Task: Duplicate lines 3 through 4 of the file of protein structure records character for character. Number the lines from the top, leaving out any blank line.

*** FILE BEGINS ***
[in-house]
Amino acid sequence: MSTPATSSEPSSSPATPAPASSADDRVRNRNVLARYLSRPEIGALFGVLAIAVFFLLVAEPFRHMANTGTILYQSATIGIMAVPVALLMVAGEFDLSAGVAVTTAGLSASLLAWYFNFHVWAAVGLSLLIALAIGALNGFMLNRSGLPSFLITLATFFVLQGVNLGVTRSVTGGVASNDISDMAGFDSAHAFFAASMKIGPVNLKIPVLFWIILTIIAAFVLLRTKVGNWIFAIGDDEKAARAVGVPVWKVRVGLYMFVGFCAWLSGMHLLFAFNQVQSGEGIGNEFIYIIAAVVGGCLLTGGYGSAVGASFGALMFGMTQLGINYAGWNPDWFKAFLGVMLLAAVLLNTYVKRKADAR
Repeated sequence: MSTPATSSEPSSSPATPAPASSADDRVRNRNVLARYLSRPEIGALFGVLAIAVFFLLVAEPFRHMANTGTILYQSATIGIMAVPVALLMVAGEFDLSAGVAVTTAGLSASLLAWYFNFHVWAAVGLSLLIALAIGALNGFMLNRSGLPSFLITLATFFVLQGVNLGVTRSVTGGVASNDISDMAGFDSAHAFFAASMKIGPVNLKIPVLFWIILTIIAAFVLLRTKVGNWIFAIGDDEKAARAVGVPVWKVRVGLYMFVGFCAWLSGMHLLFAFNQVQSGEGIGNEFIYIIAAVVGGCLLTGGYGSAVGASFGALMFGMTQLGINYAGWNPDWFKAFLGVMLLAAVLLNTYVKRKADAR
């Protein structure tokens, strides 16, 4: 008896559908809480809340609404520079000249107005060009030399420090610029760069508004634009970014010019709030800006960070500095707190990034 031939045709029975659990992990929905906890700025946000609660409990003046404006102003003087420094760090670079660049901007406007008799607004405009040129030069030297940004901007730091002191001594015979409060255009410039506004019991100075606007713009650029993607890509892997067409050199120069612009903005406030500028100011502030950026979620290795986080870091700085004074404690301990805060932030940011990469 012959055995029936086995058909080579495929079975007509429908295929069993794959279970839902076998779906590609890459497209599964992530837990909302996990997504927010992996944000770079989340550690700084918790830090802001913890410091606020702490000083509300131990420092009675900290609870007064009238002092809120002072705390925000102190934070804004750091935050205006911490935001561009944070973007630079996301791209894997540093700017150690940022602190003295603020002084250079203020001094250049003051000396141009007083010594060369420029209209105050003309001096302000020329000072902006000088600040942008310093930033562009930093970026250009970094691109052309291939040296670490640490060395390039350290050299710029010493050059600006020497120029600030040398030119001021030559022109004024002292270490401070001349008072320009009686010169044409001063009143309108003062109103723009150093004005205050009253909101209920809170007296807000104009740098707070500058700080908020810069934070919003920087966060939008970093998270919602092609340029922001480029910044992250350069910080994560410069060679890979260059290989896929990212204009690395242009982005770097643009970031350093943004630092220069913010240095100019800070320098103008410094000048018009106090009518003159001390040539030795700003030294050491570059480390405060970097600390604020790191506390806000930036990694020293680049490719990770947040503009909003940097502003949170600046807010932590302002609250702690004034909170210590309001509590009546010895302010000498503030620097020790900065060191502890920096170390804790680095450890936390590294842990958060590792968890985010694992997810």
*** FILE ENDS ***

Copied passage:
Repeated sequence: MSTPATSSEPSSSPATPAPASSADDRVRNRNVLARYLSRPEIGALFGVLAIAVFFLLVAEPFRHMANTGTILYQSATIGIMAVPVALLMVAGEFDLSAGVAVTTAGLSASLLAWYFNFHVWAAVGLSLLIALAIGALNGFMLNRSGLPSFLITLATFFVLQGVNLGVTRSVTGGVASNDISDMAGFDSAHAFFAASMKIGPVNLKIPVLFWIILTIIAAFVLLRTKVGNWIFAIGDDEKAARAVGVPVWKVRVGLYMFVGFCAWLSGMHLLFAFNQVQSGEGIGNEFIYIIAAVVGGCLLTGGYGSAVGASFGALMFGMTQLGINYAGWNPDWFKAFLGVMLLAAVLLNTYVKRKADAR
């Protein structure tokens, strides 16, 4: 008896559908809480809340609404520079000249107005060009030399420090610029760069508004634009970014010019709030800006960070500095707190990034 031939045709029975659990992990929905906890700025946000609660409990003046404006102003003087420094760090670079660049901007406007008799607004405009040129030069030297940004901007730091002191001594015979409060255009410039506004019991100075606007713009650029993607890509892997067409050199120069612009903005406030500028100011502030950026979620290795986080870091700085004074404690301990805060932030940011990469 012959055995029936086995058909080579495929079975007509429908295929069993794959279970839902076998779906590609890459497209599964992530837990909302996990997504927010992996944000770079989340550690700084918790830090802001913890410091606020702490000083509300131990420092009675900290609870007064009238002092809120002072705390925000102190934070804004750091935050205006911490935001561009944070973007630079996301791209894997540093700017150690940022602190003295603020002084250079203020001094250049003051000396141009007083010594060369420029209209105050003309001096302000020329000072902006000088600040942008310093930033562009930093970026250009970094691109052309291939040296670490640490060395390039350290050299710029010493050059600006020497120029600030040398030119001021030559022109004024002292270490401070001349008072320009009686010169044409001063009143309108003062109103723009150093004005205050009253909101209920809170007296807000104009740098707070500058700080908020810069934070919003920087966060939008970093998270919602092609340029922001480029910044992250350069910080994560410069060679890979260059290989896929990212204009690395242009982005770097643009970031350093943004630092220069913010240095100019800070320098103008410094000048018009106090009518003159001390040539030795700003030294050491570059480390405060970097600390604020790191506390806000930036990694020293680049490719990770947040503009909003940097502003949170600046807010932590302002609250702690004034909170210590309001509590009546010895302010000498503030620097020790900065060191502890920096170390804790680095450890936390590294842990958060590792968890985010694992997810």